Listening back to all his albums, it’s striking how much musical ground he’s covered; from slick New York boom-bap to Timbaland future-funk meditations to Swizz Beatz Casio stomps. And it’s been fun to watch him evolve from bloodthirsty crime lord to wry and introspective elder statesman, even if he was making better records when he was a bloodthirsty crime lord. Even at his worst (Kingdom Come, obviously), he’s still a fascinating and magnetic figure. And you could easily make a case for any of those top five albums as Jay’s best.

This weekend, Jay completes yet another career milestone as he finishes his eight-show run at Brooklyn’s Barclay Center, a building that’s got his fingerprints all over it even if he only owns a tiny piece of it. That makes it as good a time as any to dig through the man’s deep discography.

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14. Collision Course (with Linkin Park) (2004): What the fuck was even happening here? Linkin Park co-leader Mike Shinoda somehow convinces a post-retirement Jay to come in and re-record the vocals of some of his classics so that Shinoda can forcibly mash them up with his own band's big hits on an out-of-nowhere EP that nobody was demanding? Seriously, what? God knows, there were probably vast piles of money involved, but still! I'll ride for Linkin Park as underappreciated crafters of middle-school catharsis, and there's even something vaguely nifty about the interlocking beats of "Jigga What" and "Faint." But there's just no reason this thing needs to exist, and Shinoda sounds like an even clumsier rapper when you put him next to the master. Also, there's some serious cognitive dissonance here: Jay's music, broadly speaking, is about confidence, while Linkin Park's, broadly speaking, is about self-doubt. Together, they just sound artless and awkward.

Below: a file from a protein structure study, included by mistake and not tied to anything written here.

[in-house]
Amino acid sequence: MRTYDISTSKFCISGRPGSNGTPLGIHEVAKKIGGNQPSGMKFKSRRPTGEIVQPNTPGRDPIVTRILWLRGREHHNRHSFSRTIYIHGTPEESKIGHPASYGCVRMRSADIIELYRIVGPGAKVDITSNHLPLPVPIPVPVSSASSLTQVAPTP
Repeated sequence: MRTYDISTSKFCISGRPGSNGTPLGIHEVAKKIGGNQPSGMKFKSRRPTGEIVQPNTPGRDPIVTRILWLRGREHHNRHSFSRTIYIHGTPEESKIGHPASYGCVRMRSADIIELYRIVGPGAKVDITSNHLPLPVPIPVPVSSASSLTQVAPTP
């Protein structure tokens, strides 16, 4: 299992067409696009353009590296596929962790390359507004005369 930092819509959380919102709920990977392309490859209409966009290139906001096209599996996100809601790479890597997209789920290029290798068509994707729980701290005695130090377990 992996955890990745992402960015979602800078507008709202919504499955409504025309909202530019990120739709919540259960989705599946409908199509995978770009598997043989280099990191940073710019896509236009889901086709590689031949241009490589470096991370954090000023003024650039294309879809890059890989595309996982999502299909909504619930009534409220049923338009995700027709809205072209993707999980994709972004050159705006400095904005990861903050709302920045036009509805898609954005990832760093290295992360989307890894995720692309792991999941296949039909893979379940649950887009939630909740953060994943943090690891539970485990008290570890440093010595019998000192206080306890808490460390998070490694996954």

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13. The Blueprint 3 (2009): At this point, "Empire State Of Mind" is firmly entrenched in the lexicon of great New York songs, so it really doesn't matter that I wasn't much of a fan when it came out. Whatever you think of that song, it's probably the most effective piece of schmaltz Jay ever recorded. And for the most part, The Blueprint 3 finds Jay returning to the toothless-rich-elder persona of Kingdom Come after briefly recapturing some of his outlaw mojo on American Gangster. This time, though, it comes a little more naturally to him; that'll happen when the world collectively decides that you're the single coolest man alive. On "Run This Town" and "On To The Next One," Jay translates his old snarl into a seen-it-all sigh, for instance. But too much of The Blueprint 3 is just unfocused and embarrassing, like the clumsy EDM appropriations that an over-the-hill Timbaland produced, or the grumpy-old-man teeth-gnashing of "D.O.A. (Death Of Auto-Tune)," a song that Future probably thinks is fucking hilarious today.